The aims of this study were:
- To evaluate vaccine-related tweets posted by state and federal legislators during the COVID-19 era and to describe the content of these tweets;
- To examine the differences in vaccine-related tweet content between Democrats and Republicans; and
- To quantify partisan differences in vaccine-related communication.
These authors abstracted all vaccine-related tweets produced by state and federal legislators between February 1, 2020, and December 11, 2020. They used latent Dirichlet allocation to define the tweet topics and used descriptive statistics to describe differences by party in the use of topics and changes in political polarization over time. They included 14,519 tweets generated by 1463 state legislators and 521 federal legislators.
The authors found that Republican and Democratic legislators used different language in their Twitter conversations about vaccination during the COVID-19 era, leading to increased political polarization of vaccine-related tweets.
Other studies have found associations between politicized discussion of vaccination and decreased support of vaccine mandates and intention to vaccinate. These findings suggest that the language politicians use to communicate with their constituents about vaccination during the COVID-19 pandemic may play an important role in determining vaccine uptake.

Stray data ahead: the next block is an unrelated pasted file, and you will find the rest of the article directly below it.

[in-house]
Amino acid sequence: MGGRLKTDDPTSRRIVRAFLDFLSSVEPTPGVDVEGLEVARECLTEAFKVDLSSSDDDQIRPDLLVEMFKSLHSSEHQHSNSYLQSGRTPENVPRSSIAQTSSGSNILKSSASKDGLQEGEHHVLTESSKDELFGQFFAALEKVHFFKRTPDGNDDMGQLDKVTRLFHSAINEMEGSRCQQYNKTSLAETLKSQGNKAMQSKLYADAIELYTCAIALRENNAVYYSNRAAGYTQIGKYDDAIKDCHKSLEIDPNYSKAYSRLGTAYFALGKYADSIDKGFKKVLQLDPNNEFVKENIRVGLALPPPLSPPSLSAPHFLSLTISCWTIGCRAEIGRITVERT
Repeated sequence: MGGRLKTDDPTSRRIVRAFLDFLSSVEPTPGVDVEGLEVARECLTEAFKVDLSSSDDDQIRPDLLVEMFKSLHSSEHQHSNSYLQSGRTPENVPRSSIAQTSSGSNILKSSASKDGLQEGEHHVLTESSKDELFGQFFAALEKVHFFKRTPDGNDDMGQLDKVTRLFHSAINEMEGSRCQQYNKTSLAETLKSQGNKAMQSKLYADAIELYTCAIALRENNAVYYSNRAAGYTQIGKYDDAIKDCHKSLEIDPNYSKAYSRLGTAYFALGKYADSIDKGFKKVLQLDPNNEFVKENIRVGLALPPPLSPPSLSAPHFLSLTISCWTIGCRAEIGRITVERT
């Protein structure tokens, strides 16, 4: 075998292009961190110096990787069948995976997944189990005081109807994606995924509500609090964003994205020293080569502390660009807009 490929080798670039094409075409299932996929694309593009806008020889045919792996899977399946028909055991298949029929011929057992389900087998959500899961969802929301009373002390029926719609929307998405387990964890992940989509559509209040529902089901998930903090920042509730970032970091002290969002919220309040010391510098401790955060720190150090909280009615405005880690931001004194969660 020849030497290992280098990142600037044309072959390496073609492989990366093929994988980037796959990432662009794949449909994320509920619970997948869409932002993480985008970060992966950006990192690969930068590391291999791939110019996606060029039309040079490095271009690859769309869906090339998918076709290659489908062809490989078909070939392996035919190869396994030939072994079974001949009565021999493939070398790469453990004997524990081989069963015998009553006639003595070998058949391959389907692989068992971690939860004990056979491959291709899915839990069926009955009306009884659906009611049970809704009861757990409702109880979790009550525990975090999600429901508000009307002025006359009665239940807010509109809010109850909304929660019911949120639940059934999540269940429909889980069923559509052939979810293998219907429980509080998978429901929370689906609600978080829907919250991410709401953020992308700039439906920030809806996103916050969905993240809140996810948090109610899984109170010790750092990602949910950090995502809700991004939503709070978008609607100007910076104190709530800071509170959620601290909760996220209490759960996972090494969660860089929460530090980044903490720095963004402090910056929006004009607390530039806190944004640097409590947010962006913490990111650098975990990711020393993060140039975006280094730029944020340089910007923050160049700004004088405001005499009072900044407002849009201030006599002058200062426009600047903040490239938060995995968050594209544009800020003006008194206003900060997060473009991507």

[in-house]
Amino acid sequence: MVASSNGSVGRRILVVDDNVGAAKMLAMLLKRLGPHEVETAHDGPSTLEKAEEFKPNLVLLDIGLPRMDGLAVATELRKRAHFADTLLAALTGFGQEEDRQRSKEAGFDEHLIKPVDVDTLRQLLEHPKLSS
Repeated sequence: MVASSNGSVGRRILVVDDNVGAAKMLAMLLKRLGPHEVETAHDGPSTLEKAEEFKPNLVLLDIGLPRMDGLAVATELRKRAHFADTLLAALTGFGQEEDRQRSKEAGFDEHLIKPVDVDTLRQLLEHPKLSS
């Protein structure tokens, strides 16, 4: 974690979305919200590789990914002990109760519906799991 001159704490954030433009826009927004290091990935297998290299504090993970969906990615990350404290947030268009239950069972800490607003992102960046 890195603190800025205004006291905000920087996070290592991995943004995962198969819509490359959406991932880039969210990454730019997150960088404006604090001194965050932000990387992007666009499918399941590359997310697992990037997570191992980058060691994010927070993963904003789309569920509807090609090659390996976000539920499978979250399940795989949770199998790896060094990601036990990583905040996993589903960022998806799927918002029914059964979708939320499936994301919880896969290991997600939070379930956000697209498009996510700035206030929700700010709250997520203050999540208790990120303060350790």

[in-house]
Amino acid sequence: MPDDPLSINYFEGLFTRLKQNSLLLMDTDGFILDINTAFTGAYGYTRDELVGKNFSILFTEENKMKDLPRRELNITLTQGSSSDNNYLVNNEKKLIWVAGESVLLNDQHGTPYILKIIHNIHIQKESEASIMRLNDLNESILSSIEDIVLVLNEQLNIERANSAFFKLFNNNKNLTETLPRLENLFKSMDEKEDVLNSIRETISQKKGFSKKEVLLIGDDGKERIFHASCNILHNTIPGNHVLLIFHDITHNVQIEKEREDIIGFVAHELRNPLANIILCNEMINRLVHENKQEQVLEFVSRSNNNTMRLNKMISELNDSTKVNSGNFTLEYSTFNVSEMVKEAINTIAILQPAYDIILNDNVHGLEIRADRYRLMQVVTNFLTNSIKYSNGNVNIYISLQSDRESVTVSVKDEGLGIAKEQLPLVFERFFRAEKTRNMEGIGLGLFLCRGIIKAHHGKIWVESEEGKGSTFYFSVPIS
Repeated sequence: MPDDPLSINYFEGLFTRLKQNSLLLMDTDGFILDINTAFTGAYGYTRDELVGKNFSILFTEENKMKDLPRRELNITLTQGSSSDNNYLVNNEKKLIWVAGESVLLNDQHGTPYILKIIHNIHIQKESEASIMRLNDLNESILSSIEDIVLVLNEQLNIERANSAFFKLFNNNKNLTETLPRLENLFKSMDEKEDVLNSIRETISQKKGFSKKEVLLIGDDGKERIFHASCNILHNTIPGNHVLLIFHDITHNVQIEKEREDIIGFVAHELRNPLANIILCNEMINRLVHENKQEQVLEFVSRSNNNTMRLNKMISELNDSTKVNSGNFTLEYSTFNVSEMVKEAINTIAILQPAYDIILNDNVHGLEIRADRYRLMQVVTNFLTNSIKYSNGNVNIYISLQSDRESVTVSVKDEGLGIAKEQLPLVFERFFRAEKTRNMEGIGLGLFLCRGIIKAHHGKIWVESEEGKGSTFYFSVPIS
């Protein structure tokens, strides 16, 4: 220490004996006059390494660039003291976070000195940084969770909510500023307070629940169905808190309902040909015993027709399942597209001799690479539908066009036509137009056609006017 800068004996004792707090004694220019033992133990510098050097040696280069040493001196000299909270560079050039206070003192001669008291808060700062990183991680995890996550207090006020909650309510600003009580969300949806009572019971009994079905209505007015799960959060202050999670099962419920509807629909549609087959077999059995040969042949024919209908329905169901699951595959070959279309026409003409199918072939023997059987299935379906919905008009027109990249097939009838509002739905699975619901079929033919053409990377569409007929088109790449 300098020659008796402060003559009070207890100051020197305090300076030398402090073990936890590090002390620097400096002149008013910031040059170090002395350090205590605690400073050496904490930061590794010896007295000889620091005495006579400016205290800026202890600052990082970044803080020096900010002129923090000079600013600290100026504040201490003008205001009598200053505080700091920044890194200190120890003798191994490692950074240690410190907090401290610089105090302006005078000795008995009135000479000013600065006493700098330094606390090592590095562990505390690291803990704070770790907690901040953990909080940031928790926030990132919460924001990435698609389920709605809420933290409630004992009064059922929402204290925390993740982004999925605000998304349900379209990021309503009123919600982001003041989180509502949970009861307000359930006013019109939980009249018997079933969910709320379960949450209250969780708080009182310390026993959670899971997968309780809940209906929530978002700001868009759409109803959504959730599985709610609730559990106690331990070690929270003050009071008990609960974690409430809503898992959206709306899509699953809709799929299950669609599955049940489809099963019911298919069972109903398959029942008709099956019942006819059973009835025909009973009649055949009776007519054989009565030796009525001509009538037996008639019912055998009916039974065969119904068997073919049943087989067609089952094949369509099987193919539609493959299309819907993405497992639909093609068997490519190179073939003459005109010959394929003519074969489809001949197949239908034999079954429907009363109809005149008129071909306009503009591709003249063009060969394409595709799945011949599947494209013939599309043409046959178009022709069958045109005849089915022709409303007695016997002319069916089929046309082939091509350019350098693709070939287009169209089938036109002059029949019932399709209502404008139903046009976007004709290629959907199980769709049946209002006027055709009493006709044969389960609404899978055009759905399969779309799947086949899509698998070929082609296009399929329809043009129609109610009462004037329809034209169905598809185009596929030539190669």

Communication about vaccination from state and federal legislators is also of particular importance given that, in addition to communicating with their constituents, these legislators enact policies that impact vaccine development and distribution.
Dr. Buttenheim and team concluded in their JMIR Publications Research Output that “Republican and Democratic legislators engaged in substantively different conversations about vaccination on Twitter during the COVID-19 era, which led to an increase in political polarization of vaccine-related tweets throughout much of the pandemic. Republicans were engaged in a focused conversation about the successful development of a vaccine, and Democrats used a broader range of topics, which was more consistent with public health messaging about vaccination. These patterns have the potential to contribute to vaccine hesitancy, and future research is needed to determine the real-world impact of political communication on COVID-19 vaccine uptake.”
Keywords: social media, Twitter, vaccination, partisanship, COVID-19, vaccine, natural language processing, NLP, hesitancy, politicization, communication, linguistic, pattern
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